Major spoilers ahead.
TW: sexual assault
Promising Young Woman met all expectations of being a promising new film, winning an Oscar for Best Original Screenplay this past April. It boldly subverts the rape-revenge genre, diverging from the archetype in key ways. Cassie, the protagonist, is neither the wronged woman herself nor a male proxy avenger. She is not Nina’s hero; she is Nina’s childhood best friend who left medical school after failing to protect Nina from Al. Her existence is a Frankenstein of Nina’s ghost and her own guilt-fueled anger. Rather than having one rapist bear all the guilt for his crime, Cassie makes it a point to punish––and therefore indict––every individual who either actively or tacitly contributed to Al’s unpunished assault against Nina.
Asserting the significance of collective guilt naturally raises questions around forgiveness. Through Jordan Green, Al’s defense lawyer, the film suggests that acknowledgement and humility merits forgiveness.
But who has the right to forgive? Their shared trauma makes it easy to forget that Cassie acts on Nina’s behalf, yet Nina has no say in the matter––she’s been dead for years. Nina only ever appears in relation to Cassie’s narrative through photographs and conversations. She has no screen time of her own. Mary Beth McAndrews, a film critic and survivor of sexual assault herself, points out the disempowerment of victims when someone else decides the fate of their rapists for them. Indeed, Cassie furthers every patriarchal harm done to Nina beyond the grave: she strips Nina of her agency and reconstructs her identity around her assailants, reducing her memory into an artifact of the assault. Nina’s mother begs Cassie to move on so that they both can heal, but Cassie refuses. In doing so, she continues to diminish Nina’s personhood into a mere reason for trauma, adding to Nina’s loss even after she is gone.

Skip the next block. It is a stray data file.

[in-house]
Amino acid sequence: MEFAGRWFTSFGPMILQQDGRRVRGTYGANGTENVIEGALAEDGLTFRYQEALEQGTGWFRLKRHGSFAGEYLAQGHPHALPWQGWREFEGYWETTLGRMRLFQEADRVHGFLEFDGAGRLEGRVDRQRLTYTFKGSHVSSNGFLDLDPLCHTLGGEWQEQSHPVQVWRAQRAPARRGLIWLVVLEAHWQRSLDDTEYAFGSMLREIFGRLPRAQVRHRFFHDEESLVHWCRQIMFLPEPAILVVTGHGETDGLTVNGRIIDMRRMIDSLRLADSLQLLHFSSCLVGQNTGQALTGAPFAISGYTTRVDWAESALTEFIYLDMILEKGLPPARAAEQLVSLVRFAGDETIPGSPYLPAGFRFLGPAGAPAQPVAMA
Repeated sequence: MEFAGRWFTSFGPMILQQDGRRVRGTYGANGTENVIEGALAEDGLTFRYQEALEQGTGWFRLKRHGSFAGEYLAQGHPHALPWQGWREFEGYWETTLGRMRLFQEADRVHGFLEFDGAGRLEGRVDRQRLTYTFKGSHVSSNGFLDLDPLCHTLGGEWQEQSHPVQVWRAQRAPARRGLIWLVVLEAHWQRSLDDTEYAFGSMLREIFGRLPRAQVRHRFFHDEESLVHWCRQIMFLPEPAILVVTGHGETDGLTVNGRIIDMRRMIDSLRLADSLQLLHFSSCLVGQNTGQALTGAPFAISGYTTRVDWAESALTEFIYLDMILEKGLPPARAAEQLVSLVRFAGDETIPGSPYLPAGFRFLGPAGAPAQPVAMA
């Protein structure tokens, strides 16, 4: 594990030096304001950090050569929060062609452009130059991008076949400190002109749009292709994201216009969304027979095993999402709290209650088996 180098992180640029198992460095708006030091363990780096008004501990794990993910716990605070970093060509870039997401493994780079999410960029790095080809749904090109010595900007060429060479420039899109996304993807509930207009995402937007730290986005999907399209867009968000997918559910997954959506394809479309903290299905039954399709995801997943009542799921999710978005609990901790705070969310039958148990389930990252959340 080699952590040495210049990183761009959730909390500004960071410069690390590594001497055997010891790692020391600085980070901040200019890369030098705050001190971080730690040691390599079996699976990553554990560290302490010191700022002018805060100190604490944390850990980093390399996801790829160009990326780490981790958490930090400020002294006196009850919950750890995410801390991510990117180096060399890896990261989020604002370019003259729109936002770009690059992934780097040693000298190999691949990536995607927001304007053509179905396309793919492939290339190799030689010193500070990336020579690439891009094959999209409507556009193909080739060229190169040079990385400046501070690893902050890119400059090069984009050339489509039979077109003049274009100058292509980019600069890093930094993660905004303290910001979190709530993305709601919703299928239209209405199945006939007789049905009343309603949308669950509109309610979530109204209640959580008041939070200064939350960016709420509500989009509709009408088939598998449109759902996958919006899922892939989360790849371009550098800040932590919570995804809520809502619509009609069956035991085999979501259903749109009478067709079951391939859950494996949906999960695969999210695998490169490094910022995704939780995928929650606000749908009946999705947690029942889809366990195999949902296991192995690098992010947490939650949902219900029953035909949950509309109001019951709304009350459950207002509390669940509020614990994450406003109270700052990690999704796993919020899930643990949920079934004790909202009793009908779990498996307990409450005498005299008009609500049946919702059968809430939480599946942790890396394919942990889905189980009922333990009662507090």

The contentious ending of Promising Young Woman offers a false sense of closure. Cassie shows up to Al’s bachelor party, unrecognized; and after luring Al into a bedroom alone, she attempts to carve Nina’s name into his arm. Cassie fails––in fact, she dies, smothered by a pillow held under Al’s desperate hand––but even if she had succeeded, her act of revenge rings hollow and selfish. After all, would Nina want the bondage of having her name branded on her rapist forever?
At his wedding, Al finally meets his reckoning when the police come and take him away. A text message shown in the final scene implies that Al’s arrest was Cassie’s plan all along.
Any ensuing sense of relief is deceptive, for this is not true victory. There should be nothing satisfying about the unnecessary death of another woman at the hands of an unapprehended rapist, especially when his later capacity to harm could have been neutralized by an earlier conviction. More than that, it is ironic to the point of cruelty that the police ultimately arrest Al for Cassie’s murder rather than Nina’s rape. When Cassie takes her place as Al’s victim, it only ensures that Nina would be erased for good. The resolution serves as a painfully realistic portrayal of the injustice lodged in our societal response to sexual assault.
Even then, many might feel at least a little bit triumphant that Al went to jail in the end. Perhaps this is a reflection of the way that we have been groomed to accept crumbs. In Cassie we find fruitful grounds to discuss the role of a loved one during the aftermaths of sexual assault. Promising Young Woman provides no answer, but it does spark plenty of conversation that moves us towards it.